Alcohol has the tendency to deceive and corrupt any individual. No one knows if they can control it or if it will control them. So many commercials these days warn against drinking and driving, but say that just a “little” is alright. But who is to gauge what is ‘little’ and what is ‘much’? Alcohol affects people differently. While it takes an ounce of alcohol to intoxicate one individual, it might not be the same for another individual. People react to alcohol consumption differently. If one is wise, the warnings that were given in Proverbs 20:1 would be taken seriously. “Wine produces mockers; alcohol leads to brawls. Those led astray by drink cannot be wise.” (NLT)
It is true that many unbelievers think that a believer should not drink. Unbelievers have higher standards for Christians than some Christians have for themselves, which is pretty worrying. We as believers are supposed to be standard-bearers for Christ, propagating His kingdom wherever we go and in whatever we do, and yet, I find that some Christians are not raising that standard enough. We are to live for Christ, not for ourselves. And living for Christ does demand that we make so many changes to our lives. Christ didn’t die for us to allow unbelievers dictate the way we live for Him. “He died for everyone so that those who receive his new life will no longer live for themselves. Instead, they will live for Christ, who died and was raised for them.” 2 Corinthians 5:15 (NLT)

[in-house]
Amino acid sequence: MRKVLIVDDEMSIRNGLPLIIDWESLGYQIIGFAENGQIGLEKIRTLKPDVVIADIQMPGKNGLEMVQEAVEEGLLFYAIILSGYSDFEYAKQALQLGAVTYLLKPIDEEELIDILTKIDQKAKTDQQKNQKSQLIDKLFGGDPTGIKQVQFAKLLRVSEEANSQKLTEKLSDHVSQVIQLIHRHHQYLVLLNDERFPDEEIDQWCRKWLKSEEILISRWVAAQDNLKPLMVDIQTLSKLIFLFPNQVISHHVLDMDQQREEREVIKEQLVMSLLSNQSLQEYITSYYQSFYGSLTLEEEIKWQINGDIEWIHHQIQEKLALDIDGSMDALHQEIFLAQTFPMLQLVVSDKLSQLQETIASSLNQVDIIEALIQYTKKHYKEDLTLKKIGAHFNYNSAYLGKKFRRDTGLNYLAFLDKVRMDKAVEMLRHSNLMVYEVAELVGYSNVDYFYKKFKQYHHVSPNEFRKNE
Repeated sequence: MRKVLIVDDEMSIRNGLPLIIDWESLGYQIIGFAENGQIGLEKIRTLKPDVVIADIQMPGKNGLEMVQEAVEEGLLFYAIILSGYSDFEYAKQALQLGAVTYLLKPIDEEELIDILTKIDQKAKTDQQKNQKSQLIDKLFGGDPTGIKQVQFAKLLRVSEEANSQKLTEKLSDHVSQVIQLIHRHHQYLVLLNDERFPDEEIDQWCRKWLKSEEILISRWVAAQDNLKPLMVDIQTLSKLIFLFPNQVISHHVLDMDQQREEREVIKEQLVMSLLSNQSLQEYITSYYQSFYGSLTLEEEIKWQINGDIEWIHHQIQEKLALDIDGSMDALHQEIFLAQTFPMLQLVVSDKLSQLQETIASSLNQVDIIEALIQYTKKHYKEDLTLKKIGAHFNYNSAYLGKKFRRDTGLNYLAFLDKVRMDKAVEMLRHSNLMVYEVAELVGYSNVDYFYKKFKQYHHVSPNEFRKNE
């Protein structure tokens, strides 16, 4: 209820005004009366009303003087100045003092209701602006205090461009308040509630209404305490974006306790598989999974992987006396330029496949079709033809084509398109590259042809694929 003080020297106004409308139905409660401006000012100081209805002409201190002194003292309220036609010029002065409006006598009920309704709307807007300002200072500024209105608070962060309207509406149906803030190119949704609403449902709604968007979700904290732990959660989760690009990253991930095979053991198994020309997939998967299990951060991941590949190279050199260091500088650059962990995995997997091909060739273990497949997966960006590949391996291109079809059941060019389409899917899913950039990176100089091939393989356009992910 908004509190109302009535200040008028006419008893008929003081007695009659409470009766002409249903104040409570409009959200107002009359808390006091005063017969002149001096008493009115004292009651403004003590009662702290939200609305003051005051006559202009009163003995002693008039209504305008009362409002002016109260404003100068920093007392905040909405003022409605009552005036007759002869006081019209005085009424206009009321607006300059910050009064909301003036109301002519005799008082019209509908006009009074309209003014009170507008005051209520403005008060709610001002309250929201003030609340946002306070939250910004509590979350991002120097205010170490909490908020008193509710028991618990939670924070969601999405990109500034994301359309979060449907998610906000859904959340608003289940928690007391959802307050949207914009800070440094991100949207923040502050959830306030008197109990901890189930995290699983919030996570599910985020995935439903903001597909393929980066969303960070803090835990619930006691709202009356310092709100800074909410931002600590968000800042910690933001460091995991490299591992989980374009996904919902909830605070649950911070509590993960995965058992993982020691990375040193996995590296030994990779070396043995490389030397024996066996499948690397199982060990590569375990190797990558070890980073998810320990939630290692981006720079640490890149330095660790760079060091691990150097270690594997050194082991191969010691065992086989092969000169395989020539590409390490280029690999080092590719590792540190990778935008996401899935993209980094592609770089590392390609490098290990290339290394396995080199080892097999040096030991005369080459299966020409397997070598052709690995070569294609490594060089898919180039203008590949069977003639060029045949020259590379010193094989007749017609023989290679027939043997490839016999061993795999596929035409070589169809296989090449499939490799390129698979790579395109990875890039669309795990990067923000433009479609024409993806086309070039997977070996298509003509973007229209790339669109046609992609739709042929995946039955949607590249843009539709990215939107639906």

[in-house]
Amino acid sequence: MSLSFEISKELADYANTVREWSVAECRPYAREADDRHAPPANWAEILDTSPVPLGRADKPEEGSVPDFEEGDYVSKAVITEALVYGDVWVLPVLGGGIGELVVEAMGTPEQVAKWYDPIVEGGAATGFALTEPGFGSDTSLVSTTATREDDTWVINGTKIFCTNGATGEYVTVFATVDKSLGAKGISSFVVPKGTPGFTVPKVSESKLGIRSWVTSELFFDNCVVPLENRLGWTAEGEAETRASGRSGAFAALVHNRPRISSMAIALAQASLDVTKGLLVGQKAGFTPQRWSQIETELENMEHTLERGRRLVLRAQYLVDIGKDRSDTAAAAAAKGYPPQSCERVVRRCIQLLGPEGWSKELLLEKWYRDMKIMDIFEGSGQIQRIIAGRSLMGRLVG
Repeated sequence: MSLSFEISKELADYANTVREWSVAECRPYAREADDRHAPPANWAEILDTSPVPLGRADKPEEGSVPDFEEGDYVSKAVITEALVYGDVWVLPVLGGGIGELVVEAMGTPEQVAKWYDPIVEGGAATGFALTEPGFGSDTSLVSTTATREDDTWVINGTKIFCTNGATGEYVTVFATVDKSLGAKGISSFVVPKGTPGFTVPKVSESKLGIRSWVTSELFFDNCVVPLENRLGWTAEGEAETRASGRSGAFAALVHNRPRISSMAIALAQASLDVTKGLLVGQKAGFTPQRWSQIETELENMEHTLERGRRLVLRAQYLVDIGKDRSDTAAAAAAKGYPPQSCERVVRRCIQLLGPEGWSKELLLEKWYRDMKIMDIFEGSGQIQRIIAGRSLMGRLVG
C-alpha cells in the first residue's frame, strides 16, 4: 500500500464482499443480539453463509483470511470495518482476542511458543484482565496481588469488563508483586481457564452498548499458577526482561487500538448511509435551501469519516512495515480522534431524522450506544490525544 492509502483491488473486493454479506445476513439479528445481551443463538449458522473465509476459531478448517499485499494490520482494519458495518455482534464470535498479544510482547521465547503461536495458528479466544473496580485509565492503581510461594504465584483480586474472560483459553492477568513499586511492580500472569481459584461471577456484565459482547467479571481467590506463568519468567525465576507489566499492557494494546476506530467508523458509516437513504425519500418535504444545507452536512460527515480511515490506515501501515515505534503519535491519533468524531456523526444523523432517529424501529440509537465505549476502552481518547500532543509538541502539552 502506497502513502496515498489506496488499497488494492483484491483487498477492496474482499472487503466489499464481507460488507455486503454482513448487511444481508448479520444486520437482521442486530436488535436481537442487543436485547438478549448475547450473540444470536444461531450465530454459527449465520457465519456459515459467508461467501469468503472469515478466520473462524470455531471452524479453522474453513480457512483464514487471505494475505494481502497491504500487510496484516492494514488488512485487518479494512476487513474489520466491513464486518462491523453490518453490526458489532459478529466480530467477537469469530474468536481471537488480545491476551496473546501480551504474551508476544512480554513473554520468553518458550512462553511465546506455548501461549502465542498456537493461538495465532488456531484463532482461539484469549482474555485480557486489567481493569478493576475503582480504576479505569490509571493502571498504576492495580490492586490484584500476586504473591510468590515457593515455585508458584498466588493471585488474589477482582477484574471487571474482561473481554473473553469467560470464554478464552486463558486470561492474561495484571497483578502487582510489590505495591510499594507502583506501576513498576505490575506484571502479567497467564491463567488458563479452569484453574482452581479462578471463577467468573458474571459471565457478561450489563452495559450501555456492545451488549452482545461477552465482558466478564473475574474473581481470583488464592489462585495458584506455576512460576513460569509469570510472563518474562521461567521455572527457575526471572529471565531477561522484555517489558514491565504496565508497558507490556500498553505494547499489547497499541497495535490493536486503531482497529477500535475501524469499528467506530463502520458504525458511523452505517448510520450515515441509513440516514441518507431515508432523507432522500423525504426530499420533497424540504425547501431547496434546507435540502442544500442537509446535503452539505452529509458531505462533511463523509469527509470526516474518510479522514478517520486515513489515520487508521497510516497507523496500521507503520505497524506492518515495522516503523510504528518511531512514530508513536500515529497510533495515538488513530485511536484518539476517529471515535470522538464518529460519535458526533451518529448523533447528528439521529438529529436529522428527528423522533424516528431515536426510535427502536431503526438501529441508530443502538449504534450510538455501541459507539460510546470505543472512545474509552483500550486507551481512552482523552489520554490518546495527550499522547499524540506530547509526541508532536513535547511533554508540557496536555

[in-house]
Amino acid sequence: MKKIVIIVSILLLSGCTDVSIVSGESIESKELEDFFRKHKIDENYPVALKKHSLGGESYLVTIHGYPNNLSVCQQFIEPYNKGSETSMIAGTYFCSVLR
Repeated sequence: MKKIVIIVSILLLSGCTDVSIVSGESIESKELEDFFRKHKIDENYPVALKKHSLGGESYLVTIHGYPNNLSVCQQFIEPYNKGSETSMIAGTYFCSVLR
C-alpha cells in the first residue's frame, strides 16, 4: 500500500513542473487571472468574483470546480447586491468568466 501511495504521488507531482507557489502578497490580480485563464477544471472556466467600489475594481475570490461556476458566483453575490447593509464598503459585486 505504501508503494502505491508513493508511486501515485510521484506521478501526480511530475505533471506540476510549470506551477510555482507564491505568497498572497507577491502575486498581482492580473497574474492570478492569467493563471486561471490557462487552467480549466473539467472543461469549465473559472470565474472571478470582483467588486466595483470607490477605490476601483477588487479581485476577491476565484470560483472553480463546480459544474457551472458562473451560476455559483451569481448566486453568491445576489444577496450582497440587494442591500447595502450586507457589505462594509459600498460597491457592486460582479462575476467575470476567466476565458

As I wrote in my previous blog post, our lives as Christians, are being scrutinized every time, and it would be a shame if a believer were to cause an unbeliever to fall. The possibility that an unbeliever or anyone else would be offended because of one’s drinking should be enough reason to do away with alcohol. Apostle Paul set the standard for us when he told the believers in Corinth that he was willing to do away with meat if it causes another believer to stumble. If Apostle Paul was willing to do away with meat (which is less dangerous to the health than alcohol), we as believers should be willing to give up alcohol (that causes more harm to the body.)
So, to answer the question about if it is right for Christians to drink – No, I do not think it is right. This post wasn’t written to condemn anyone, but to hopefully change the views of some Christians that think it is okay to drink “occasionally.” We each have our own individual struggle. No one is perfect. In fact, I still have some struggles that I pray to God to deliver me from. But for those that struggle with alcohol, and are genuinely willing to quit, the grace of God is still available to set you free from this bondage. Keep fighting, don’t give in. You shall overcome!
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You have said it all.It is wrong for a Christian to drink alcohol.Our body remains the temple of the Holy spirit so we should treat it as such.Proverbs20:1 says wine is a mocker…it sure is. Thanks for this piece.
I’m glad you approve of this, Premz. Thanks for stopping by.
Joseph, well said. I agree.